CIERS: Robert Strauss, School of Public Policy and Management, Carnegie-Mellon
The objective of the Causal Inference in Education Research Seminar (CIERS) is to engage students and faculty from across the university in conversations around education research using various research methodologies.
This seminar provides a space for doctoral students and faculty from the School of Education, Ford School of Public Policy, and the Departments of Economics, Sociology, Statistics, and Political Science to discuss current research and receive feedback on works-in-progress. Discourse between these schools and departments creates a more complete community of education scholars, and provides a networking opportunity for students enrolled in a variety of academic programs who share common research interests. Open to PhD students and faculty engaged in causal inference in education research.
The purpose of this presentation is to interest CIERS participants in the political-economy
proposition that US public education can become more effective if and only if the local school governance process is refocused from student safety and self-dealing to learning. (See Table 1 in Severino and Strauss) about self-dealing opportunities state by state.
While it is fashionable to focus on the difference an individual teacher makes on student learning outcomes this does not necessarily translate into operational advice on whom to hire or how to hire. In several studies I have performed, I found that teacher content knowledge has a very strong effect on student learning; estimated partial elasticities of content knowledge on student learning are on the order of 10. (See Strauss and Vogt).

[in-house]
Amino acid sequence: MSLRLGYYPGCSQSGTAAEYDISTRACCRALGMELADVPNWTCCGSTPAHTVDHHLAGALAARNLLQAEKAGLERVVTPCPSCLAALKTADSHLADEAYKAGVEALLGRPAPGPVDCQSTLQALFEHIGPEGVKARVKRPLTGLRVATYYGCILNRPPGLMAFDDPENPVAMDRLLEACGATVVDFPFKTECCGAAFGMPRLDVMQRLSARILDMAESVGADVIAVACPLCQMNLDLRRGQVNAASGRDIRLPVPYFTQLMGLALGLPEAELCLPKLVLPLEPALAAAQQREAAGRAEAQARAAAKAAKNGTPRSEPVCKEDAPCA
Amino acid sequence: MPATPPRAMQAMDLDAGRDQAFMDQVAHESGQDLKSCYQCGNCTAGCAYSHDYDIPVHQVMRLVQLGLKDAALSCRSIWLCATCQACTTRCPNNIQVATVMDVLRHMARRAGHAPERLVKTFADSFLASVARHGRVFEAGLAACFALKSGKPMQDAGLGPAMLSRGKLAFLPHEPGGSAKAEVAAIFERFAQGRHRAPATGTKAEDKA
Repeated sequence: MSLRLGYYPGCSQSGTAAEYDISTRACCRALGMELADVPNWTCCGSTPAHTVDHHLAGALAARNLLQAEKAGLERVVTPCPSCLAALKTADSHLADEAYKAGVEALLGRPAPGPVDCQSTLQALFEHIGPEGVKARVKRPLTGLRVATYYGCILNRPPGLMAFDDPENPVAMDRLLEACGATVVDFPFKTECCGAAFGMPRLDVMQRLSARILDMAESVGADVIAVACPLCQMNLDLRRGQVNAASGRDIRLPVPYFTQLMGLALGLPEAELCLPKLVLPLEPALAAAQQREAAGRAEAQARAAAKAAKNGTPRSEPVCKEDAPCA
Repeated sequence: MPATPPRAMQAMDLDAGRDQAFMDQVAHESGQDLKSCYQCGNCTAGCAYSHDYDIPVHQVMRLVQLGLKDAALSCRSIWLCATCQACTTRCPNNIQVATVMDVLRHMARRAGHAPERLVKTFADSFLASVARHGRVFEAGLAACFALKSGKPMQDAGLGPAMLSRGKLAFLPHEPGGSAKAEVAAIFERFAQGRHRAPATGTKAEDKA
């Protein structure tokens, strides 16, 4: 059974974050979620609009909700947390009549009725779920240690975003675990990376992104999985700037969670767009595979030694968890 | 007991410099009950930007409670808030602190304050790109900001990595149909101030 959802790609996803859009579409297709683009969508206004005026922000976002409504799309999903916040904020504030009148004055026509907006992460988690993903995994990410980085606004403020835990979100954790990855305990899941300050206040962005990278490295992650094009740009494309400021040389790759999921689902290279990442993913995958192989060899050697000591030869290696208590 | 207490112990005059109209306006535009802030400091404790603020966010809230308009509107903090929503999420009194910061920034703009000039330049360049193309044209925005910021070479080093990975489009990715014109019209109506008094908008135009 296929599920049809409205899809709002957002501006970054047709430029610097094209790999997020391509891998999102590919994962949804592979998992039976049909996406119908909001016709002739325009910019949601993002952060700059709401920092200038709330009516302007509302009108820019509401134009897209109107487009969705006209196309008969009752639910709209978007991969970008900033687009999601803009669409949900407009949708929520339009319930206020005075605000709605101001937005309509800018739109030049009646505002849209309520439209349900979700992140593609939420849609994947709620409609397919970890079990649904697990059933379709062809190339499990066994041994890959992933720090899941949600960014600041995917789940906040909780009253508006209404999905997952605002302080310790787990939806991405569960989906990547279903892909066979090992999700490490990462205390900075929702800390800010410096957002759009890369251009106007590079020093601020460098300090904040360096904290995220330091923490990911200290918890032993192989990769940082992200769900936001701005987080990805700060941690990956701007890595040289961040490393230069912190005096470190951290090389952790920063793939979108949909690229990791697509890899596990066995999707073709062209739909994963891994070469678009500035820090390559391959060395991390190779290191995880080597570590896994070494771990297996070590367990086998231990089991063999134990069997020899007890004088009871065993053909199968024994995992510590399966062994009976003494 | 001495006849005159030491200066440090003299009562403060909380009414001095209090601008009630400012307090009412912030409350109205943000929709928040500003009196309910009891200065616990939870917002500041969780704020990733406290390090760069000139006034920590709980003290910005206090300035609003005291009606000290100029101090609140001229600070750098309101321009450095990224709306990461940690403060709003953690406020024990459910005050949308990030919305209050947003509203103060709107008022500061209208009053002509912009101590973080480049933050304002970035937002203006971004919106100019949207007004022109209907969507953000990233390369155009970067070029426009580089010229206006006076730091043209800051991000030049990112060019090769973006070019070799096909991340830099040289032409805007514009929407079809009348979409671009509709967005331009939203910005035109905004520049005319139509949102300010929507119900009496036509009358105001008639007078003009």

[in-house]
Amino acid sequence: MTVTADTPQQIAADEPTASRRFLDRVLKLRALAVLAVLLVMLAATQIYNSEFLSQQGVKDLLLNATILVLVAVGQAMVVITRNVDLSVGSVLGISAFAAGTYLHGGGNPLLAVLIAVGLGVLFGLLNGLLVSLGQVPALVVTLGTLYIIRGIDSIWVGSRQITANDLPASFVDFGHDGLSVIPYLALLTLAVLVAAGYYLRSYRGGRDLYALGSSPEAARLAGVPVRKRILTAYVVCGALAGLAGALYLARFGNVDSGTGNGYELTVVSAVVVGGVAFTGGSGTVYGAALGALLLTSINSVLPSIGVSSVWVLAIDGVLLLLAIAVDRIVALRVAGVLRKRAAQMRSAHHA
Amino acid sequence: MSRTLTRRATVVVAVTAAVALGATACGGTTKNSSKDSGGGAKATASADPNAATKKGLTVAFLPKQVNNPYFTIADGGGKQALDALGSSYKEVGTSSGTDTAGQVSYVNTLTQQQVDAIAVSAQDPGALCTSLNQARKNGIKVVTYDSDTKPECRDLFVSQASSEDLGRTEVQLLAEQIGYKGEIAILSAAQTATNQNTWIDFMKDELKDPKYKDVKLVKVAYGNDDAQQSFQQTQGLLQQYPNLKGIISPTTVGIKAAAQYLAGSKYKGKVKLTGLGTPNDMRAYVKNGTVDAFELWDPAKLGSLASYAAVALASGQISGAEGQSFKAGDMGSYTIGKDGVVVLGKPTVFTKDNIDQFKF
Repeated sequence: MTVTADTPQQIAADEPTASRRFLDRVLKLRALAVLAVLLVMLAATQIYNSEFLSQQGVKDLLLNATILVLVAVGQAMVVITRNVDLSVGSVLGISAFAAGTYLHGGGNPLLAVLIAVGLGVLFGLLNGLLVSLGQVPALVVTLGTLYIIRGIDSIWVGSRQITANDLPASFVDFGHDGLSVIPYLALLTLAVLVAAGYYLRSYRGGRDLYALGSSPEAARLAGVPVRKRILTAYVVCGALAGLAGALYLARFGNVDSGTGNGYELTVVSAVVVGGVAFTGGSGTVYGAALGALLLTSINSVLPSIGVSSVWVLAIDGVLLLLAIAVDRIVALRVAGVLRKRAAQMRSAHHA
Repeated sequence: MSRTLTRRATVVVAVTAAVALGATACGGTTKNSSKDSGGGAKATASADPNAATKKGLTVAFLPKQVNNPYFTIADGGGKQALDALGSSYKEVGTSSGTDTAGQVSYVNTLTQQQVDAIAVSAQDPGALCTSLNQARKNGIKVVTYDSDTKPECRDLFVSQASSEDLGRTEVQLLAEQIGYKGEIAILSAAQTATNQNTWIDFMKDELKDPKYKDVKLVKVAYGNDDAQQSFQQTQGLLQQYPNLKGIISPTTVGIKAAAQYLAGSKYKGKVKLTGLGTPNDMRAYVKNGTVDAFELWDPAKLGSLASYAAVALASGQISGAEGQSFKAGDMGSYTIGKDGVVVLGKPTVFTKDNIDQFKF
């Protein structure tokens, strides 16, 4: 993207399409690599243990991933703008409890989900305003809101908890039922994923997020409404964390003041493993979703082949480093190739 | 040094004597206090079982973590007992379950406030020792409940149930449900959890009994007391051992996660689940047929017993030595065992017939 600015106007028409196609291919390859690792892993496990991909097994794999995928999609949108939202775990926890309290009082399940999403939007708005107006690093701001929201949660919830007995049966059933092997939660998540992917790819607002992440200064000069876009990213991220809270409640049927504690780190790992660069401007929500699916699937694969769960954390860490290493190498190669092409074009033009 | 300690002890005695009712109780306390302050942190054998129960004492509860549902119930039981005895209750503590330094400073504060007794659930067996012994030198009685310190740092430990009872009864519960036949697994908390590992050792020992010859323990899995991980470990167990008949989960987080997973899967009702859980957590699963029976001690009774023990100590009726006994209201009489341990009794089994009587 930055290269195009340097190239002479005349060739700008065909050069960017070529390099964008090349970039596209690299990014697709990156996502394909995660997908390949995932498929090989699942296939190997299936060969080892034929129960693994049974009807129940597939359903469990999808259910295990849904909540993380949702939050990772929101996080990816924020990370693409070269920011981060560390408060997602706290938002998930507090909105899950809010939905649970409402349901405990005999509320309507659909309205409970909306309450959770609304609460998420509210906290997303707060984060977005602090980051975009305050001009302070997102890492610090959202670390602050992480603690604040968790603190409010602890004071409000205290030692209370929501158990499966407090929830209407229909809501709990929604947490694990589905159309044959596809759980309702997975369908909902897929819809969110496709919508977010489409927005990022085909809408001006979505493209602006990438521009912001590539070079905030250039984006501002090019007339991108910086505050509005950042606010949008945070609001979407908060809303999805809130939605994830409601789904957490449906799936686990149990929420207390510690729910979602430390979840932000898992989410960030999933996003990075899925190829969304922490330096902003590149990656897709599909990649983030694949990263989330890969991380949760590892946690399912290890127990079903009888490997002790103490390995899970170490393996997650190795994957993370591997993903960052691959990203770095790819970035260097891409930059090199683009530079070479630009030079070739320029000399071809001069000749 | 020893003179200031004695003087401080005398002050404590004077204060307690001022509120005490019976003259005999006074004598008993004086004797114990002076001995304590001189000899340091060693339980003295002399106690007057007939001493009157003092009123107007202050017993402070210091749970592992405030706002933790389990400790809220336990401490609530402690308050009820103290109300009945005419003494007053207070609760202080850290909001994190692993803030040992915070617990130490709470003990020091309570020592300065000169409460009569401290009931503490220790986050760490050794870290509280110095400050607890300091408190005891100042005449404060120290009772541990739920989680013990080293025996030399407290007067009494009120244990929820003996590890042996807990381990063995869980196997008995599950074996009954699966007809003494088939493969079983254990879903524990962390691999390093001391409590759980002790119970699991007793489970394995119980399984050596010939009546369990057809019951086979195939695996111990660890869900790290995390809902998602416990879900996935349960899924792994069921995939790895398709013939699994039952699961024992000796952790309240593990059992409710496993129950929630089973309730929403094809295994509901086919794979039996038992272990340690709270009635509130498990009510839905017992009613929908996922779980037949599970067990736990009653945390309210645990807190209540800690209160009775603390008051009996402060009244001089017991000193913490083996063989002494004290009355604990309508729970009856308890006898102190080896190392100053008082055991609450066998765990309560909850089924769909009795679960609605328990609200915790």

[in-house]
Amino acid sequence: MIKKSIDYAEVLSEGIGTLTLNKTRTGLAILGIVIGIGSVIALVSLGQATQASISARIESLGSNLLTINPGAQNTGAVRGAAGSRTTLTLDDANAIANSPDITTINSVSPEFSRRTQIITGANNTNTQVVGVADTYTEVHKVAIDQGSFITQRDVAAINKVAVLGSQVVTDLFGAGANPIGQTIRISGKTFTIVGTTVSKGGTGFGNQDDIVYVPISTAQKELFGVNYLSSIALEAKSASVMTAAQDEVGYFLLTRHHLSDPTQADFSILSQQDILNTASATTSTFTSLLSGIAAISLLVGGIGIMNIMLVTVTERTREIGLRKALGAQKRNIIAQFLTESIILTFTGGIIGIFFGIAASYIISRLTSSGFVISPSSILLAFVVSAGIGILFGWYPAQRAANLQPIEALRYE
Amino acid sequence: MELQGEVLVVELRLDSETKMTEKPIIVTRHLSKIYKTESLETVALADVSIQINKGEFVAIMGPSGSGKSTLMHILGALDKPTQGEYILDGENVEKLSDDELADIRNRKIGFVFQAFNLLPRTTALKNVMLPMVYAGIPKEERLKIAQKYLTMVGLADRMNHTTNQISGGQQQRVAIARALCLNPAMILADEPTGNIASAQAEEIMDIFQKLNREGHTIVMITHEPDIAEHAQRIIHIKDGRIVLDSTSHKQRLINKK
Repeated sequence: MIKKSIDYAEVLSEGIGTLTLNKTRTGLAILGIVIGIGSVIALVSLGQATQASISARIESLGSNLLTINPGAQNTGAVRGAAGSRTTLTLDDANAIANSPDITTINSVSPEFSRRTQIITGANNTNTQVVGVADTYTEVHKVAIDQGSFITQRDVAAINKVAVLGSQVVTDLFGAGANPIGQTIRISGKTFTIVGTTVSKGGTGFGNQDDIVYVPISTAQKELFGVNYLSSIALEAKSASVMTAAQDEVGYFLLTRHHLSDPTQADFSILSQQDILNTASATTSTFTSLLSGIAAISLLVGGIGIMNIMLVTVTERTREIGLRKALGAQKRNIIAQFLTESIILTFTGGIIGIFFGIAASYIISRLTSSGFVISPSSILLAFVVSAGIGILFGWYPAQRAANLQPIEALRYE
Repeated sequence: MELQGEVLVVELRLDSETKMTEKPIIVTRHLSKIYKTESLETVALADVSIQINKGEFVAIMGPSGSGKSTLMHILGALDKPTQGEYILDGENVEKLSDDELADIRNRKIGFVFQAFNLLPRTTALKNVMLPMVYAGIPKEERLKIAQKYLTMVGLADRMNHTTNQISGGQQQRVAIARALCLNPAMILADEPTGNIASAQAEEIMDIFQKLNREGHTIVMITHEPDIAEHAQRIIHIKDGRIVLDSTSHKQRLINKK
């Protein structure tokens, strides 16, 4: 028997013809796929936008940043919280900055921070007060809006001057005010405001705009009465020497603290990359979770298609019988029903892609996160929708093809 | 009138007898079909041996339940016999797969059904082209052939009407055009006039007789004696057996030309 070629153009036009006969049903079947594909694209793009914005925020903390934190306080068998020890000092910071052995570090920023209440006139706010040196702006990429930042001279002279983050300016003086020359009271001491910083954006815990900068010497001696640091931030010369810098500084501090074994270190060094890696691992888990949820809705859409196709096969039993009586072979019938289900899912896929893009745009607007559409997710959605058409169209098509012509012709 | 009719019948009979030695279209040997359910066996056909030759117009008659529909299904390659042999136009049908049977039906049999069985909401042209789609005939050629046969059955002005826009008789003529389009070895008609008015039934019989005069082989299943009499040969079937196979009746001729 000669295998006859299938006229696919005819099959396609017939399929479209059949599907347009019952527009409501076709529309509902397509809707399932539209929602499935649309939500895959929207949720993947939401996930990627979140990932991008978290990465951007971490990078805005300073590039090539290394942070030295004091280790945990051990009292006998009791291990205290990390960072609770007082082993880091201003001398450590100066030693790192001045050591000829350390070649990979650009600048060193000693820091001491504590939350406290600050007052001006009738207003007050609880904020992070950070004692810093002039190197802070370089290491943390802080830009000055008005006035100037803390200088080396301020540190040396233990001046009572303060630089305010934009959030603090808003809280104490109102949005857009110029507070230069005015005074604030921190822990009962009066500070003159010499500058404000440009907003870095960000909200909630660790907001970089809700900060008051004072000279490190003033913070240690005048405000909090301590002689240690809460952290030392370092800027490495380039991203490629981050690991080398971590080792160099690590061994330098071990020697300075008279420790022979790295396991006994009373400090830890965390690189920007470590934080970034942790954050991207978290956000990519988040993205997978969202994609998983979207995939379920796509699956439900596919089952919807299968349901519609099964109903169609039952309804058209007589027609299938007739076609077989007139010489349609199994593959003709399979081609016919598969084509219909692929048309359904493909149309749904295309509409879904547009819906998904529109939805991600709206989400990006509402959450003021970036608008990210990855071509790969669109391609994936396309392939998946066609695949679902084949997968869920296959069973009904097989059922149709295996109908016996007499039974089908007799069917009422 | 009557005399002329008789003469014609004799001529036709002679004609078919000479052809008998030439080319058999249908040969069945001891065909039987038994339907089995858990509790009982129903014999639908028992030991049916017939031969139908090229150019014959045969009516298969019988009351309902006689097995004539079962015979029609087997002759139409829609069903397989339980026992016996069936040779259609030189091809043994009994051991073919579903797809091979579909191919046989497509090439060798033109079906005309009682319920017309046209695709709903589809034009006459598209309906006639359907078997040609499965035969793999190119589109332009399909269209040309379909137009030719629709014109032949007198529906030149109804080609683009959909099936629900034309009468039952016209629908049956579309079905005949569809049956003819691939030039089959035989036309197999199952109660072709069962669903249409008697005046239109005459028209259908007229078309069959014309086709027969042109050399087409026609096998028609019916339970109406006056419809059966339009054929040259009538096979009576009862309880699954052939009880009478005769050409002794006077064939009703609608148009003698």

The labor market problem of finding the best and brightest for the classroom is not one of
inadequate wages to attract them. For example, based on Pennsylvania tax return information the median ratio of employed teachers annual salaries to privately employed, otherwise comparable individuals is 1.5 at first hire and actually rises over time. The labor market problem is one of intelligent selection by those responsible for hiring teachers. Data on teacher test score characteristics of first hires in Pa. are quite chilling overall and in Philadelphia even more worrisome.
Moreover, analysis of ex poste teacher hiring records and associated certification records, along with analysis of survey evidence on districts' experience with job applications in Pennsylvania, indicates a huge excess supply of teachers in virtually every certification area. Repeated survey evidence in Pennsylvania also indicates that only 1/2 of districts have written personnel policies, and that 40% of the teachers in an average district graduated from that districts where they now teach. This I take to be evidence of at least insularity or worse.
Since any public employee must be offered an employment contract through an affirmative, public vote of locally elected or appointed school boards throughout the US, the "problem" of public education, including underperformance of schools of choice, has to do with the incentives facing local decision makers, and the selection procedures used by these local boards and their employees in hiring teachers.
The seminar presentation will substantiate the above matters, and review proposed statutory language currently under consideration in the Pennsylvania Senate that will cure various school governance problems, including how to eliminate 'lemon' teachers.